Last editedJuly 20223 min read
Mergers and acquisitions require extensive financial analysis to determine mutually agreeable terms, and this extends to what the financial statements will look like in the aftermath of a purchase. Purchase price allocation is one process used by valuation professionals to work out the fair value on paper of all assets and liabilities. So, what is purchase price allocation, and how does it work? We’ll explore its definition and give an example below.
What is purchase price allocation?
PPA, or purchase price allocation, is an acquisitions accounting process used to assign value to an acquired company’s assets and liabilities. This process takes place after the deal has already concluded. For example, imagine Company A has just purchased Company B, with all paperwork signed. Company A must assign fair value to all of Company B’s assets and liabilities, so that the accountants know what should be recorded on Company A’s financial statements. There is usually some unallocated value as well, due to purchase price allocation, goodwill and the company’s employees.
What is purchase price allocation used for?
PPA purchase price allocation is part of the International Financial Reporting Standards (IFRS), used in Australia and many other countries. It is most frequently used in the valuation of acquired companies for mergers and acquisitions. In the past, PPA was only required for acquisitions rather than mergers, but the updated standards require it to be used in both instances. You might also apply PPA if a new party takes control of the company, as in the case of a shareholder purchasing enough equity to take controlling interest.
What are the components of purchase price allocation?
There are three components of PPA to be aware of, including net identifiable assets, write-up, and purchase price allocation goodwill.
Net identifiable assets: This includes the total asset value for the acquired company once liabilities have been subtracted. Identifiable assets can include both tangible as well as intangible assets, provided they hold value at any point or clear benefits. These should appear on the target company’s balance sheet as the asset book value.
Write-ups: These refer to any adjustments to the asset’s book value according to an independent valuation expert. If there’s a difference between the carrying value and the current fair market value, the difference must be corrected with a corresponding write-up.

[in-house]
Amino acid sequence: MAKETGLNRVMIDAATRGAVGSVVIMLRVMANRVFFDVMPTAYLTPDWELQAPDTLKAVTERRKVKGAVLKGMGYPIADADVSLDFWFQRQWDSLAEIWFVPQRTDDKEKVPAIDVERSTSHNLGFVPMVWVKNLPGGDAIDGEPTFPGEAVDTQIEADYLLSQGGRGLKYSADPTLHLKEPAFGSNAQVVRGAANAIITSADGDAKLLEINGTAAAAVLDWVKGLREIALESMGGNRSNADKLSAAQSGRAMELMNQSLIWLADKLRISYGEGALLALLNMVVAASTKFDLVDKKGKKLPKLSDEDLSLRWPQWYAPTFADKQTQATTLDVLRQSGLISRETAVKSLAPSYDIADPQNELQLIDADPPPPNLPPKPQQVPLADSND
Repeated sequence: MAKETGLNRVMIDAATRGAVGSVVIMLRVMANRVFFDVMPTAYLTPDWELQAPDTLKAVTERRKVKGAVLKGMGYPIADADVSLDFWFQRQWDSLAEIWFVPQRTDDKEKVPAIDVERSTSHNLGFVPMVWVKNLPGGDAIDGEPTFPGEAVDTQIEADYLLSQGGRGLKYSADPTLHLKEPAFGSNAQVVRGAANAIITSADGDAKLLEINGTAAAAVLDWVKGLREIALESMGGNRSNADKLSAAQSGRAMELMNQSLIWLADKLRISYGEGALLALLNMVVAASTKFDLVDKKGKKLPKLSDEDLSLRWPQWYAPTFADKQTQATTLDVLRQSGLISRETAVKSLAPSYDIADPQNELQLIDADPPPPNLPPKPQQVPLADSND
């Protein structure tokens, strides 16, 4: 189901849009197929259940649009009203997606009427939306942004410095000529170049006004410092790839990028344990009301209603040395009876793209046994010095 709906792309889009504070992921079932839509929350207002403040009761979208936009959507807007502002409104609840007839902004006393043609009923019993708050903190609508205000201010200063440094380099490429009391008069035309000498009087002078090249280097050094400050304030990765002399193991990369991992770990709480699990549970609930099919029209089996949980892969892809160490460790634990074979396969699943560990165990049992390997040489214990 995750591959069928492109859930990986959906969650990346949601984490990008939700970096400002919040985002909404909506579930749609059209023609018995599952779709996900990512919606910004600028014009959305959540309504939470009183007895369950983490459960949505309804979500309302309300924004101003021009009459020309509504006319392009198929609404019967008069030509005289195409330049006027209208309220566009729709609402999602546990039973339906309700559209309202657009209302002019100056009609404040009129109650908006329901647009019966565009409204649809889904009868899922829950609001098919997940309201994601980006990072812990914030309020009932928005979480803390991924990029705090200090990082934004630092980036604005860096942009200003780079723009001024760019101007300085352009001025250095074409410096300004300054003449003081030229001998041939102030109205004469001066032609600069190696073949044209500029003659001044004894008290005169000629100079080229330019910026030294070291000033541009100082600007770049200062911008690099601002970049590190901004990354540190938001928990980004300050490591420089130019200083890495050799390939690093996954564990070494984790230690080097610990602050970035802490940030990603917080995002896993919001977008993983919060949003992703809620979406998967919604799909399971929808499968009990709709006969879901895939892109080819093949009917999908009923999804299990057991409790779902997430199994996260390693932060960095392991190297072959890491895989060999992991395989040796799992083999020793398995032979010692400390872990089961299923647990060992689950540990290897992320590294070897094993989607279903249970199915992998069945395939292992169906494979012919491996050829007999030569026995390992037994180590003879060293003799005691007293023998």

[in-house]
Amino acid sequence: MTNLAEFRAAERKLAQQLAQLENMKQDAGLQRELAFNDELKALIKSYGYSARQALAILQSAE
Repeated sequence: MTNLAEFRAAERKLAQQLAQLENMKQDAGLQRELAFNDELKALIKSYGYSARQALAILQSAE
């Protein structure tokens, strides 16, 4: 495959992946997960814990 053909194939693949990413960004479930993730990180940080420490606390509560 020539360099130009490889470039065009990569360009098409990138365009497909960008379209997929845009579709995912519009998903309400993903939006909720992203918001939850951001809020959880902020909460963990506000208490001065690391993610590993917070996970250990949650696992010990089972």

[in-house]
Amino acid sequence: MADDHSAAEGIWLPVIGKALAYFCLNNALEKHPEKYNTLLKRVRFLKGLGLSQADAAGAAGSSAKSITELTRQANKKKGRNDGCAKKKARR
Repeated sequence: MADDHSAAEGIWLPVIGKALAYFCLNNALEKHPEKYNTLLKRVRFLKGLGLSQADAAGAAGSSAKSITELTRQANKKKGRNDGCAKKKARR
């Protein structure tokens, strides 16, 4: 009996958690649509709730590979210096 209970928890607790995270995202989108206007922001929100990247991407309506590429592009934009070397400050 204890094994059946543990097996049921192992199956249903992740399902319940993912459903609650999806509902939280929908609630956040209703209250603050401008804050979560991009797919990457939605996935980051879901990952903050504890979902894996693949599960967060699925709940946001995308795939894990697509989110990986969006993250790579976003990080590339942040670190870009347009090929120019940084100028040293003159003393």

Purchase price allocation goodwill: If the acquiring company has paid more than the target company’s net value, the leftover amount is its goodwill. In other words, it’s the difference in price between the company’s fair market value and its purchase price. According to IFRS standards, goodwill needs to be evaluated at least once a year, with any adjustments recorded.
There might be other associated costs with mergers and acquisitions. These include things like legal fees, consultant costs, and advisory fees. However, these won’t be included as part of PPA calculations because they don’t relate to the asset value of the acquired company.
Purchase price allocation example
To put these various components into perspective, imagine the following purchase price allocation example.
Company A has just purchased Company B for a purchase price of $10 billion. The sale has been completed, so Company A now needs to perform a full PPA for accounting compliance.
Company B’s book value of assets equals $8 billion, while its book value of liabilities equals $2 billion. To calculate net identifiable assets, you subtract the liabilities ($2 billion) from the assets ($8 billion) to equal $6 billion.
Next, an independent valuation professional assesses the company to determine that the fair market value of the assets is $7 billion. Company A must adjust the asset value to reflect this difference in value: $7 billion (fair market value) - $6 billion (net identifiable assets) = $1 billion write-up.
The final step is to record goodwill. Company A paid $10 billion for the company, but the total of the net identifiable assets and write-up is $7 billion. This leaves a difference of $3 billion, or the goodwill.
Using good accounting software can help you keep track of all assets, liabilities, and more, all of which helps when the time comes to calculate purchase price allocation. GoCardless integrates with major accounting partners like Xero, Chargebee, and others, ensuring a streamlined workflow throughout the mergers and acquisitions process.
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